• Ariana Friedlander

The hard thing about power struggles


How you approach people when you're striving to get buy-in and support for a new idea can change everything. 

Last year, I was working with a client as she was launching an innovative program in her organization. She was getting frustrated because the very team she thought would support her initiative were the loudest naysayers and she was experiencing different forms of resistance from supporters as well. 

As we were processing how to best approach this nuanced dance I listened as she summarized her plans, "I just need to plead my case."

There was an air of desperation in her voice. She had been telling herself a story that she needed the support of these individuals to succeed and as a result, she was giving her power away. 

"What if you don't need to plead your case?" I asked. "What if you approached this situation differently? Instead of treating these people as a jury, you need to present evidence to, what if you approached the conversation as equals, which you are?"

This, of course, got the wheels spinning. We often are not aware of the ways we play into power-over vs. power-under dynamics in our relationships and conversations. In this instance, my client was so fixated on wanting the support and backing of a few individuals she believed were necessary to her success that she was playing into a power struggle. 

The shift from power-over vs. power-under to power-with (or being equals) changes everything in a conversation. 

Part of shifting the power dynamics requires recognizing that we all possess power within. We each have the power to change our thoughts, to manage our feelings, and to direct our focus. When we blame others for making us feel bad or holding us back, we are giving our power away.

Instead of pleading her case, an approach where she was fixated on things going a certain way, I encouraged my client to go into these conversations with openness and curiosity. "What if you listen to connect first and foremost? What if you asked open and honest questions? What if you seek to understand where they are coming from before you try to be understood?"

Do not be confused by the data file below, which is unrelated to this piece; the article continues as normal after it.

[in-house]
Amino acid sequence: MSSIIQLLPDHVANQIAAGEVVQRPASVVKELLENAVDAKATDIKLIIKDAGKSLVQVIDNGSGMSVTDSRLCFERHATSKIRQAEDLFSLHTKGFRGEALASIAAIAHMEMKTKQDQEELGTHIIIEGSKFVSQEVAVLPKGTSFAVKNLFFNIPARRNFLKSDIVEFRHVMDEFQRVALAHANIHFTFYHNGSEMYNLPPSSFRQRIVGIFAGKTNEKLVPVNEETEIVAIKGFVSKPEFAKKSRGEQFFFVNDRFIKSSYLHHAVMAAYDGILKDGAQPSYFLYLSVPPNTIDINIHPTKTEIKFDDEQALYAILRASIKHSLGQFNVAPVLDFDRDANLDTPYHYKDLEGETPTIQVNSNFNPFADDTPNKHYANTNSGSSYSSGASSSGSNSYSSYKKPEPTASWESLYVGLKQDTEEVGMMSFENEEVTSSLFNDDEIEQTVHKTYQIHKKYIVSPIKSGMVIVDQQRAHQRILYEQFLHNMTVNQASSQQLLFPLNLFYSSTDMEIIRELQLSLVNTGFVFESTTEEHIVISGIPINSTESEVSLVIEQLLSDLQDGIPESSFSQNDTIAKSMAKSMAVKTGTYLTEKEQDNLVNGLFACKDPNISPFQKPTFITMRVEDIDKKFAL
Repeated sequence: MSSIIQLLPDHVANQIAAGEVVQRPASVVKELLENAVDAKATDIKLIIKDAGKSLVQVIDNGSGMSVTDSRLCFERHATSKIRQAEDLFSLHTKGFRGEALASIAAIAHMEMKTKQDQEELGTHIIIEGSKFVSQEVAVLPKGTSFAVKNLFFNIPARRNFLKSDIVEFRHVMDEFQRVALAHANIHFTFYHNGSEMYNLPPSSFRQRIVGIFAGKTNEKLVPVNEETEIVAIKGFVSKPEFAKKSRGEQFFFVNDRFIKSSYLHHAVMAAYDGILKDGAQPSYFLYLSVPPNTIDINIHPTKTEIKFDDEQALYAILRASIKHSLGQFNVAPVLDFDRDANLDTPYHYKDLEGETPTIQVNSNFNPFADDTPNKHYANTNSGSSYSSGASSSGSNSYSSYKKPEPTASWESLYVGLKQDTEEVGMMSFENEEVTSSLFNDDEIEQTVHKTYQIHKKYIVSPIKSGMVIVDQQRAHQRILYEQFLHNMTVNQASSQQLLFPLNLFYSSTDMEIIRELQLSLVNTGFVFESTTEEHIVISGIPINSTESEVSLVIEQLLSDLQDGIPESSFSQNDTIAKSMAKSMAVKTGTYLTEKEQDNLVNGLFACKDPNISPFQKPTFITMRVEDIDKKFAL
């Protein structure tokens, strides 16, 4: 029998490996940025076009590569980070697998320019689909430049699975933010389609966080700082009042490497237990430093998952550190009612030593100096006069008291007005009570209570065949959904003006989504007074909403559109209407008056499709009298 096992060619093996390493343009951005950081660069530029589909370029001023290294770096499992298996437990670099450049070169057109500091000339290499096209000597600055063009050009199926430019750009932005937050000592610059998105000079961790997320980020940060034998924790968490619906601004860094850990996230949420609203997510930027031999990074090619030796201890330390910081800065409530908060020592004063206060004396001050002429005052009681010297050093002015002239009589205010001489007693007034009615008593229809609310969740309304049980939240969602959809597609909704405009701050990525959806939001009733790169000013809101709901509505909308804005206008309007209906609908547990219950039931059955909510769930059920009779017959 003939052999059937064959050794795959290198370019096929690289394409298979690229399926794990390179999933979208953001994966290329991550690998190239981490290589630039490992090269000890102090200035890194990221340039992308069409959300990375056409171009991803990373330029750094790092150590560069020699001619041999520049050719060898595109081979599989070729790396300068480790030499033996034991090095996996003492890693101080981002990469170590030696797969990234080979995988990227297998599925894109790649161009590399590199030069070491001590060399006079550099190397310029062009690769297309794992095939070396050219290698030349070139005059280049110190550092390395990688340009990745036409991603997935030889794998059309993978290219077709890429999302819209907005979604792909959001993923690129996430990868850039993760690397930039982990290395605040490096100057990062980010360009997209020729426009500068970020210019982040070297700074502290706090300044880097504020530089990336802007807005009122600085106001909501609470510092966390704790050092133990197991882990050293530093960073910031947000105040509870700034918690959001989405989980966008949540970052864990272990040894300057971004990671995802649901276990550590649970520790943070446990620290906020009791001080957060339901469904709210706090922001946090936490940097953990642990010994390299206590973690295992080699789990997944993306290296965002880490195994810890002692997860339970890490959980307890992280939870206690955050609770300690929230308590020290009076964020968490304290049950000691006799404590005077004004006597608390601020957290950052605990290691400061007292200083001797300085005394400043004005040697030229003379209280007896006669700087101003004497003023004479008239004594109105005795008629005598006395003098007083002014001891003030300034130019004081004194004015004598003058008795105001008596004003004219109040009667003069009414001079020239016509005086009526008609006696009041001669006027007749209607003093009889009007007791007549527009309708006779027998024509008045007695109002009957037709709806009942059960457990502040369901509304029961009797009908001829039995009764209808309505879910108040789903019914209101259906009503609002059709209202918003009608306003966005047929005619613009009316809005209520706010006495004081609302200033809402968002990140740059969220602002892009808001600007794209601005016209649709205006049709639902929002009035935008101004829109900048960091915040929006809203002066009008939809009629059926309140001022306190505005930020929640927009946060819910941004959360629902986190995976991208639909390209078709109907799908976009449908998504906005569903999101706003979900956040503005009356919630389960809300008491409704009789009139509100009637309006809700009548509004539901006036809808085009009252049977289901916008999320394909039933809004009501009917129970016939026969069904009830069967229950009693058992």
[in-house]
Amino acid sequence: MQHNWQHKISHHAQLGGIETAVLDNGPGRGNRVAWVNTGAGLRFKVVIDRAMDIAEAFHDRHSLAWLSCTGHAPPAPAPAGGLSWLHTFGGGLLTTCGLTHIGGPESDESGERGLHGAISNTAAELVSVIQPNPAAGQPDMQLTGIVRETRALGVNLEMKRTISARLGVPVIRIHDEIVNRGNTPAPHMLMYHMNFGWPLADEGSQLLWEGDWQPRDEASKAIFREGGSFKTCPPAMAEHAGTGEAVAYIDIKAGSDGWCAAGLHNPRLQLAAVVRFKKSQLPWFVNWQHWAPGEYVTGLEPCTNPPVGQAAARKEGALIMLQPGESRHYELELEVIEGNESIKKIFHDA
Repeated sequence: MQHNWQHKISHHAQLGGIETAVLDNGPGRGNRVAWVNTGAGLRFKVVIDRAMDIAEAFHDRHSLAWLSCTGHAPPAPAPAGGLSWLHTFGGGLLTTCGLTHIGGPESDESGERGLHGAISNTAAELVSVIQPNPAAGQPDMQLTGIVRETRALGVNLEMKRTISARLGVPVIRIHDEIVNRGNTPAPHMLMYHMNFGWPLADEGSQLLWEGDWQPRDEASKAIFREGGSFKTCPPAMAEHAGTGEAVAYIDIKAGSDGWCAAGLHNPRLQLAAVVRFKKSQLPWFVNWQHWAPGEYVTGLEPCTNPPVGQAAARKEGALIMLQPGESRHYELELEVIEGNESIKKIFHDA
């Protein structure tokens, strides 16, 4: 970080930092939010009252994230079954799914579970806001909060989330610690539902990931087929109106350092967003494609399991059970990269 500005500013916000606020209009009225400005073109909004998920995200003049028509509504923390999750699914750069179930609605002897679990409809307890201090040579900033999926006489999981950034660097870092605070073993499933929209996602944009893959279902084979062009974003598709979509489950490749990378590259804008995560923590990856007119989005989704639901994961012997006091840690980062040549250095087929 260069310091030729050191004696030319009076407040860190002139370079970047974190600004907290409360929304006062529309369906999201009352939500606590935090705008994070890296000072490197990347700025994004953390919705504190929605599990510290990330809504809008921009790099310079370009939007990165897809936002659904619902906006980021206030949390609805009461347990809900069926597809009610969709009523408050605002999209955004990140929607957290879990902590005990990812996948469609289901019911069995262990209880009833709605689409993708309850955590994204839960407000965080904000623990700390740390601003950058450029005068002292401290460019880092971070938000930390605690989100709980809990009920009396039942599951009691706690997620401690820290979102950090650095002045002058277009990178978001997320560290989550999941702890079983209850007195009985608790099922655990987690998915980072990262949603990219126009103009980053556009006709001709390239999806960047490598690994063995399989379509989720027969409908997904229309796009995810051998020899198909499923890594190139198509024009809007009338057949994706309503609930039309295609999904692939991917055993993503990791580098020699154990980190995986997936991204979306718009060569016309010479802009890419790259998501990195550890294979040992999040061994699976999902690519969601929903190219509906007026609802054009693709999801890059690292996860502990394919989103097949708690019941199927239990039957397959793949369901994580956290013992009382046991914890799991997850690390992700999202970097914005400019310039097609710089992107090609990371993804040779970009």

The truth was, she couldn't succeed with this initiative on her own. She needed others to be a part of making this solution happen. But contrary to the story she'd been telling herself, who was involved and what their involvement looked like in order to achieve her vision was not set in stone.

A power-over dynamics and the need for control go hand-in-hand. It goes back to a limiting belief in our society, which is that there's one right answer and every other answer is wrong. I see leaders get sucked into this limiting belief all the time. And it doesn't help that our neurophysiology rewards us with a hit of dopamine when we are right. We have an epidemic, it is the addiction to being right.


People tend to agonize over figuring things out in advance of having a difficult conversation. This notion that you did all this hard-work, therefore you have the answer and just need the other person to agree that your right reinforces the power-over dynamic. It also feeds the addiction to being right.


When you're engaged in a power-over dynamics, it affects the way people show-up in conversations. You're not getting their best, most innovative ideas, you're getting a guarded version of themselves that's striving to save face because they're responding to a (perceived) threat to their own safety and well-being. 


Suffice it to say that solving any complex problem requires more brainpower than one individual possesses. That is why it is so important to consciously shift the power dynamics in conversations to power-with. Doing so ensures that you're getting people to bring their best ideas forward.


My client did change how she approached conversations with colleagues about this initiative. She stopped trying to win over the naysayers because she didn't really need their support to succeed anyway. And instead of pleading her case with other collaborators, she listened to and addressed their needs first. It was a simple, yet profound shift that changed everything.

As a result, her initiative has been a success. And guess who's been singing praises for this innovation lately - that's right, the naysayers are now vocal believers because she accomplished her vision by resolving to make it happen while being open to engaging others in figuring out how to make it work! 

Are you ready to claim your power within but aren't sure how to get started? Signup for the next Journal Jam on Friday 9/11 and remove obstacles so you can turn bold ideas into reality!

 

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